Still don’t understand the point of a blog, or you’re having a tough time getting off the fence about whether to start one?

Ask your questions or voice your thoughts in comment section below.  (Stick to the topic at hand though, and don’t get ahead of the rest of us with questions or comments about software, hosting and so on.  We’ll cover that soon. Promise.)

Read the next part in this series, Blogger Software and Services.

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Comments

  1. Sky_walker says

    Nice :) Cannot wait for next part :)
    If I may take a voice here – What I think readers would be interested in is between many others:
    – How to pick a style of writing blog and what are the options – you can write it in “we” form, pretty good for blogs made to learn others – “we buy a camera” or “we now know what pentaprism is” – or “I am so smart” way – “I use this and think that it’s the best way” – or the “authority way” as I call it – “Ken says that grips are important accessories for camera”.
    It’s quite important to pick the style at the beginning as if you’ll mess with that one you can end with something bad and hard to read :/
    – How to make blog popular – or at least: let someone know about it – basics of seo, gaining links, promoting on forums (both via signatures and links to posts with more support), and so on.
    – What platform to choose, and why it’ll be WordPress ;) :P
    – Some ideas for image galleries – people often want to show their photos on blogs and there are tons of galleries out there – both as basic systems and plugins.

    and so on…

  2. says

    I started out with food pictures for my blog, but now am wondering what to do for my non-food pictures. Have to decide whether to go Pro with Flickr or start a photoblog to share my pictures. Cannot decide!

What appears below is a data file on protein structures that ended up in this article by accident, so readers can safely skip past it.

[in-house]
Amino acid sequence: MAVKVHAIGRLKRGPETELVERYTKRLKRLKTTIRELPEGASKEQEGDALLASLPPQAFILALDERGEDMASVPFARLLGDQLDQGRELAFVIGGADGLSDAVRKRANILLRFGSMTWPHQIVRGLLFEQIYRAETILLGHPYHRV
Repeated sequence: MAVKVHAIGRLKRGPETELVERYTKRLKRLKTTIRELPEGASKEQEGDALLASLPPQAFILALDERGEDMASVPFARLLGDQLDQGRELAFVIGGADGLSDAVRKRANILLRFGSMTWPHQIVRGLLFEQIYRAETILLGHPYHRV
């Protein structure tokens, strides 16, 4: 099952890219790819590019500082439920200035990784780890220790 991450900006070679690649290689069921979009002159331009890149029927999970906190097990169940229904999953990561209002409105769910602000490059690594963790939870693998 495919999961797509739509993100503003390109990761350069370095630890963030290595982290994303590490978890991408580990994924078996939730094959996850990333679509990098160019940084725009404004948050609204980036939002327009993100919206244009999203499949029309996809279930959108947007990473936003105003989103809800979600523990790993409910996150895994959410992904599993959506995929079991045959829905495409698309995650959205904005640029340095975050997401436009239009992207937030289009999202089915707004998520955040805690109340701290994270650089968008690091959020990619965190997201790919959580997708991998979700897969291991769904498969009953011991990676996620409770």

3. says

    This past week, my blog just celebrated it’s 1 year blogiversary. While my reader numbers aren’t huge, I’m pleasantly surprised at how many views my little part of Al Gore’s internet gets. While I’m also on Flickr, my blog often helps me tell the “backstories” to my photos or to profile a certain theme, like travel or noir. It’s a great way to get promote yourself and your work, but like anything, it does take some work. Creating even a simple editorial calendar and deciding how many times per week or month you want to post is a good thing to do.

  4. says

    Very nice write up on an important part of the photographer culture.
    There are many ways to go with a Photography blog and I hope people expirement and spend some time to create something not only unique but helpful to those reading.
    But as always the foundation of a good photo-blog is good pictures for other people to look at.
    Thanks for the good list of blogs!

  5. says

    Thanks for posting this great article. I just have one question…how do you know what to write about? I just recently started my photography blog as well as photography and there are times where I don’t know what to write about. Please help!!

  6. says

    I’ve been researching this for about a year and I guess I’m afraid to pull the trigger. I can’t wait to read your tips and tricks in the coming articles. Hopefully they will help me kick-start my own blog. One question… is there a difference between a blog and just a website? Meaning is a blog a two-way communication and a website just for advertising?

    • says

      @shyfotogrfr – I think a blog is more likely to have a social interaction aspect to it via comments and such; however, the name is derived from the term web log that is a reverse chronological journal of updates on a given topic.

      The term website is a more universal term that I think encompasses the definition of a blog. So, you can call a blog a “website,” but you can’t call every website a “blog.”

      A website or a blog can feature advertising, but this does not really factor into the definition of either.